Japanese shares will likely be stable next week after gains in the past two days as investors expect further monetary easing moves by the Bank of Japan, an analyst said Friday.
Tokyo stocks jumped 2.20 percent Friday, driven by a weaker yen after the frontrunner to become Japan's next prime minister said he would push for an aggressive loosening of monetary policy by the central bank.
Liberal Democratic Party (LDP) leader Shinzo Abe, tipped to become prime minister after a December 16 election, on Thursday called for "unlimited" easing by the BoJ, and vowed to strike a deal with it over further measures if he wins.
Stock prices were "likely to stay firm even after gains this week", said Kenji Shiomura, strategist at Daiwa Securities.
"Elections are not set and markets are appreciating the monetary-easing stance by Mr Abe. Currency rates turned favourable, boosting automobiles and other export issues," he said.
In forex trade, the dollar changed hands at 80.95 yen up from the 80.20 yen level a day earlier in Tokyo.
The euro bought 103.28 yen, down from 103.69 yen in US trade but well up from 102.11 yen Thursday in Asia.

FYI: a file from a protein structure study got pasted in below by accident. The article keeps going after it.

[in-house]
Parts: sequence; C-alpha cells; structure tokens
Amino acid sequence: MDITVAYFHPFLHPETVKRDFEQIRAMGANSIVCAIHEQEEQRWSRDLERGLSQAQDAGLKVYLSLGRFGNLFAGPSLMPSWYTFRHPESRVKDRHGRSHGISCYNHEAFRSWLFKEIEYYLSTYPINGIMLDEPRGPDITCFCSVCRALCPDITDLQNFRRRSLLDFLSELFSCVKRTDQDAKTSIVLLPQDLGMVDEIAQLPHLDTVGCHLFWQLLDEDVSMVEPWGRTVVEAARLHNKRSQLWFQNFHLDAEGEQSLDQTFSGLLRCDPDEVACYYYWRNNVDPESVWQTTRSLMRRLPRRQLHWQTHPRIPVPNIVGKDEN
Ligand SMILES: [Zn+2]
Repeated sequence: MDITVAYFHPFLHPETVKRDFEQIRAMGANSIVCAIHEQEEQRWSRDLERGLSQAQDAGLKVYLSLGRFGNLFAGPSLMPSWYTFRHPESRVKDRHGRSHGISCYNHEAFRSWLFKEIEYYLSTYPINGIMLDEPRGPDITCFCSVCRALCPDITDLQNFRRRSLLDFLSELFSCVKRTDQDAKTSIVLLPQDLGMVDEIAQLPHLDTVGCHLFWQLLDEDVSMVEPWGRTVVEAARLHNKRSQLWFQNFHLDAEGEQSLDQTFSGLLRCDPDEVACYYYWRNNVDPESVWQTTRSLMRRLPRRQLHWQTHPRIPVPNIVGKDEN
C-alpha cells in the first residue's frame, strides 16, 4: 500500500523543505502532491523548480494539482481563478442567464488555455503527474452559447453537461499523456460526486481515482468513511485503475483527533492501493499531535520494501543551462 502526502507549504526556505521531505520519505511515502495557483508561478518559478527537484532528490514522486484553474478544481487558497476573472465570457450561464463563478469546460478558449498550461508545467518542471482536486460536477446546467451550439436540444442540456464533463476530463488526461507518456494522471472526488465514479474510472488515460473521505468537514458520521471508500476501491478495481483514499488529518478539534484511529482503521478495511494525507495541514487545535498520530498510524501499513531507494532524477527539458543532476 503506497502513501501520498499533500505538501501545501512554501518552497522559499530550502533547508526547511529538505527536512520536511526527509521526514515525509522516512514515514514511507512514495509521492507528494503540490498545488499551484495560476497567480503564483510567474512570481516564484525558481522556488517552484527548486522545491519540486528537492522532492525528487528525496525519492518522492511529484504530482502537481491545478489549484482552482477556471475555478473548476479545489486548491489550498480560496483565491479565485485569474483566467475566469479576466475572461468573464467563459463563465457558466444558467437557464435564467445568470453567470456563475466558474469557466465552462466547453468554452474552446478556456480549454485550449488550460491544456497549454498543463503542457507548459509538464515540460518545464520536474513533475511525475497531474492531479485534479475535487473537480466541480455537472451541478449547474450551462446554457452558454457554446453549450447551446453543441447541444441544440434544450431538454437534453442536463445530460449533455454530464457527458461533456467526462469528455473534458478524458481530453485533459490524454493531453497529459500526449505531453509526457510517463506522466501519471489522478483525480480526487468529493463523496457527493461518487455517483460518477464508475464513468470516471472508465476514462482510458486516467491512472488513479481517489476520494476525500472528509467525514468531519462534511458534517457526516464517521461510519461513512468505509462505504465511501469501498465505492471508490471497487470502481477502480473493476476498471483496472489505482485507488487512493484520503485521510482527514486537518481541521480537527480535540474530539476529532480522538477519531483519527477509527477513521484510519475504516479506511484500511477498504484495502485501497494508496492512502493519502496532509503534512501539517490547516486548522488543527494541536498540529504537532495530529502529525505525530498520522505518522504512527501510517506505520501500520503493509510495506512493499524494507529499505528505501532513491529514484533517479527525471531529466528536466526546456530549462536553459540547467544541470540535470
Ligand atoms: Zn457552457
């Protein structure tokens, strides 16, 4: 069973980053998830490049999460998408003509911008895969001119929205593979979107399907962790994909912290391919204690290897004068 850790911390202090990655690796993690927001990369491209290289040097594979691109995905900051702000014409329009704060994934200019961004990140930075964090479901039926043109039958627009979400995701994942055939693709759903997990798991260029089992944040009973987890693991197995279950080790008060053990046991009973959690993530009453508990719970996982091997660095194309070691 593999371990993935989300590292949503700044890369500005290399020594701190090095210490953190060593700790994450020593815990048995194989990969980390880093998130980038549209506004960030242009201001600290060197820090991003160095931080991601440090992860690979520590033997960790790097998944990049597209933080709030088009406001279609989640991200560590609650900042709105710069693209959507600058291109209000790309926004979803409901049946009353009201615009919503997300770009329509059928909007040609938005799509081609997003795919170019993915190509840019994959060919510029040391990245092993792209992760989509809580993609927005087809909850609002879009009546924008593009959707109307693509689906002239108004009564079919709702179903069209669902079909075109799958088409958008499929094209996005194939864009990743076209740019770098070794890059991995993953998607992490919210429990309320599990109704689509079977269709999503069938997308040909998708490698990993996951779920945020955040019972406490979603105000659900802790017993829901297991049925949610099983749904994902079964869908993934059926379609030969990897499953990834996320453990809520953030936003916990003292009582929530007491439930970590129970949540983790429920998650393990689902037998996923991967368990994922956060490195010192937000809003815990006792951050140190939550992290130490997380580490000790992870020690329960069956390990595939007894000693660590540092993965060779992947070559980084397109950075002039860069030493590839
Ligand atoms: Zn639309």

In the week to November 16, the benchmark Nikkei 225 index at the Tokyo Stock Exchange rose 3.05 percent, or 266.56 points, to 9,024.16.
The broader Topix index of all first-section issues gained 2.82 percent, or 20.60 points, to end at 751.34
Investors will likely continue to maintain expectations at least until BoJ governor Masaaki Shirakawa's term expires in April, Shiomura said.
"Hopes for a change in political regime to the more traditionally business-friendly LDP and a more aggressive BoJ easing policy continue to fuel the current rally," Monex market analyst Toshiyuki Kanayama told Dow Jones Newswires.
Kenichi Hirano, market analyst at Tachibana Securities, said: "The Nikkei's push through 8,900 appears to have ignited some share buybacks by hedge funds."
After falling by so much so fast, however, it is too optimistic to assume that the yen will continue to fall much further, as external factors, such as the US fiscal cliff, show few signs of diminishing, Hirano said.